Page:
The US stock market has almost fully recovered from its mid-month drawback now that continued QE seems to at least be on the table, and not only is Societe Generale strategist Albert Edwards troubled by ‘grotesque, QE-fuelled market overvaluation’ he thinks that investors are overconfident in central banks’ ability to keep a lid on the business cycle.
“The problem is that, at these stratospheric valuations, the market does not need to suffer an actual recession to see a crash. Like October 1987, just the fear of recession will be enough to trigger a massive market move,” Edwards writes.
A loss of confidence is a central part of Albert Edwards’ ‘Ice Age’ thesis
Albert Edwards points out that five-year implied inflation expectations have fallen sharply in recent months, while the implied expectation of 5y rates in five years’ time have been more stable (though still down since July). This suggests to him that investors can see that inflation isn’t going to pick up soon, but they still trust that the Federal Reserve will find a way out of the QE trap that bears say it has been caught in.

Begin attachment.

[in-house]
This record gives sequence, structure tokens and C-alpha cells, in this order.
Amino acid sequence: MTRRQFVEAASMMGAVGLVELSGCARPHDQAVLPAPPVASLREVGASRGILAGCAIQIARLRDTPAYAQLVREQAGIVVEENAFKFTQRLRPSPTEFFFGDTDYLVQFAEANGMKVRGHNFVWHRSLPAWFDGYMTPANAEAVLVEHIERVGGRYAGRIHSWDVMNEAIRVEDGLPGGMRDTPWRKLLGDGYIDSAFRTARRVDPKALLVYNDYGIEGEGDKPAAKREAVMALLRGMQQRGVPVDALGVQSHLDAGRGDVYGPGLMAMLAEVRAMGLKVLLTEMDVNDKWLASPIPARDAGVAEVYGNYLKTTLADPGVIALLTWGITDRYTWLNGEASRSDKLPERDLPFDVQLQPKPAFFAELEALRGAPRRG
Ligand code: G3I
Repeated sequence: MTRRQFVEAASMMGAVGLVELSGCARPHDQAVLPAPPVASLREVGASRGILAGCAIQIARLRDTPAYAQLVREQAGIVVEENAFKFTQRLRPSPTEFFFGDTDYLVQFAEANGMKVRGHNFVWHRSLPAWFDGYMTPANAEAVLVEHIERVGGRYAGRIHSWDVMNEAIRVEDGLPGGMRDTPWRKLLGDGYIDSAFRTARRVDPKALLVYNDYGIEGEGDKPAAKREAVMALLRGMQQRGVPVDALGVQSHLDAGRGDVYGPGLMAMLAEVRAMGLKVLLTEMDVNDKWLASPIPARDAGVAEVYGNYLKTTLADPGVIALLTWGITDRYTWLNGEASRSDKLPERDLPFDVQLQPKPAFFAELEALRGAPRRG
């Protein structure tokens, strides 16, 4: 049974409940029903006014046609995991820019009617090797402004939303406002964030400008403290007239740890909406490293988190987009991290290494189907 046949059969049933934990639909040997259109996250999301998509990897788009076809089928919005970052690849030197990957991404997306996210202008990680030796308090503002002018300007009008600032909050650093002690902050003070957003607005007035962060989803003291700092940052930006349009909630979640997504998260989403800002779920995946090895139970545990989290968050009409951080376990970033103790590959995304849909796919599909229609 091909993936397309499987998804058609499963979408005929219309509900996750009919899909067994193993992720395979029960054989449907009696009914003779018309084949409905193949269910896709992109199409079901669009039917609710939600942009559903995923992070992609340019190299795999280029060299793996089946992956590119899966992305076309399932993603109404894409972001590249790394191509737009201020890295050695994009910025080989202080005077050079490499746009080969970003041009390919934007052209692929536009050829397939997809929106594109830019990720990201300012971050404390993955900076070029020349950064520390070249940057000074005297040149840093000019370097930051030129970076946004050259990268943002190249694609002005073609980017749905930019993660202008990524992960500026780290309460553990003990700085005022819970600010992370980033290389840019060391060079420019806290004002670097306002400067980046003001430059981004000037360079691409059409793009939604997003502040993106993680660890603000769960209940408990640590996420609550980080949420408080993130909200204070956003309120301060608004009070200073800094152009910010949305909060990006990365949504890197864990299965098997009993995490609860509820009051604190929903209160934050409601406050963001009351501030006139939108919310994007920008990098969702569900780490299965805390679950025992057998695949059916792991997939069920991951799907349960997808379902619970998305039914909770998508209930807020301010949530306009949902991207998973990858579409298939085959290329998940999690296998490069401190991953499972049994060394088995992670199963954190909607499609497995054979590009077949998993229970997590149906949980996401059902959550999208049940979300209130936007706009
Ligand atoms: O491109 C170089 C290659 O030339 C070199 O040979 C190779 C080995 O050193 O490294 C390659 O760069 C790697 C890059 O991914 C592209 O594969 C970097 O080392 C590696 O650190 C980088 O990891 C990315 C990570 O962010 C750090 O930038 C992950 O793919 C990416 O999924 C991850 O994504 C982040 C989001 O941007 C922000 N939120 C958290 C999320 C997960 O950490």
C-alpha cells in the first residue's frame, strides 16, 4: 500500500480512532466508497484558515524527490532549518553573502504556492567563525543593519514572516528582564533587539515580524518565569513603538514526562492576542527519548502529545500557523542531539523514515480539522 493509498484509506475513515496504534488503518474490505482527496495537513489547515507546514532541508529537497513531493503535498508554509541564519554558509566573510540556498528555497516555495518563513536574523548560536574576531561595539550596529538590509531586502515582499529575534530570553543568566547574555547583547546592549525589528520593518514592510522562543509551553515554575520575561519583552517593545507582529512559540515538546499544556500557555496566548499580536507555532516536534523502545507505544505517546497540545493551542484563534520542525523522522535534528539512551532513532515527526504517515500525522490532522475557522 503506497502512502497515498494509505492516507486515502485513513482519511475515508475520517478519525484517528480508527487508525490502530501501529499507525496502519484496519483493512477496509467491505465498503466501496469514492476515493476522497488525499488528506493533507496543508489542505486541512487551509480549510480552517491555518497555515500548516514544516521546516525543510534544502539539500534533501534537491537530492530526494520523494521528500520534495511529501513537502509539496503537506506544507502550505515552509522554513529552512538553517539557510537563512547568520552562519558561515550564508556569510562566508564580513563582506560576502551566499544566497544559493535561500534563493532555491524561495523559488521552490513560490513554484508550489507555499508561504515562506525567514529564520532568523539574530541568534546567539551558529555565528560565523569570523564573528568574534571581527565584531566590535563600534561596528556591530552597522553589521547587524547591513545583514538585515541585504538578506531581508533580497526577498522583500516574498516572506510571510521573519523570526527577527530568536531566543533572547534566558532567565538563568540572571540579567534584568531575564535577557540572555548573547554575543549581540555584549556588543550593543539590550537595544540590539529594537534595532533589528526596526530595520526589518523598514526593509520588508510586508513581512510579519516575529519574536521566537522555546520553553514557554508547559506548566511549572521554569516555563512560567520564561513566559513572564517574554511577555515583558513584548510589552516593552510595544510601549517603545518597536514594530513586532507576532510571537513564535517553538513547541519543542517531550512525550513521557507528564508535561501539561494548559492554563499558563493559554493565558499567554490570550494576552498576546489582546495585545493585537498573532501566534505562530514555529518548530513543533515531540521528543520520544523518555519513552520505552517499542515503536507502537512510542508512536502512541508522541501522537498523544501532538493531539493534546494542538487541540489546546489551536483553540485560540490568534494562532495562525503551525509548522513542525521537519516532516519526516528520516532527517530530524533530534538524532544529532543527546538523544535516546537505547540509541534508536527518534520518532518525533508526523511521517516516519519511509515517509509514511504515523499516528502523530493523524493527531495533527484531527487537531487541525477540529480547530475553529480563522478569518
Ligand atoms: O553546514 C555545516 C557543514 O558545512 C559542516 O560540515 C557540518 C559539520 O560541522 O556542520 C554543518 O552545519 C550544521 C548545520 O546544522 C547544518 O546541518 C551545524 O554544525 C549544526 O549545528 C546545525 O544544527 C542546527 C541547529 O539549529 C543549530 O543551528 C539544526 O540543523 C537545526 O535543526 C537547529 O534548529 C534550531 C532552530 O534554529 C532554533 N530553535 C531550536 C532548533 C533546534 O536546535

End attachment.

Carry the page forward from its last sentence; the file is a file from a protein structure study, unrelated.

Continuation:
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But today’s overconfidence isn’t just a danger to investors five years down the road. If stock market valuations are largely based on trust that the Fed can keep the economy humming along until it reaccelerates naturally, the failure for that to happen, even without an actual recession, could be enough to put investors off.
“A market loss of confidence in policymakers’ ability to control events has always been part of our Ice Age thesis. US inflation expectations in particular will fall an awful long way if investors fear the US cycle is about to fail,” writes Edwards.
Japan, China both heading toward deflation, says Albert Edwards
In addition to not rebounding as fast as anyone would like, Albert Edwards sees the US economy facing serious headwinds from China and Japan. Edwards is losing faith in Abenomics’ ability to permanently end Japan’s multi-decade fight with deflation and expects another round of QE from the Bank of Japan anytime now. The problem isn’t that Japanese corporations aren’t making money, they are, but Edwards isn’t convinced that wage inflation has picked up enough for Abe’s virtuous cycle to be self-sustaining.
And while he acknowledges that China’s quarterly GDP numbers look like the soft landing that investors are hoping for, he is surprised that markets didn’t react to the drop in Chinese CPI from 2% to just 1.6%.
“China too remains at a deflationary precipice,” Albert Edwards writes.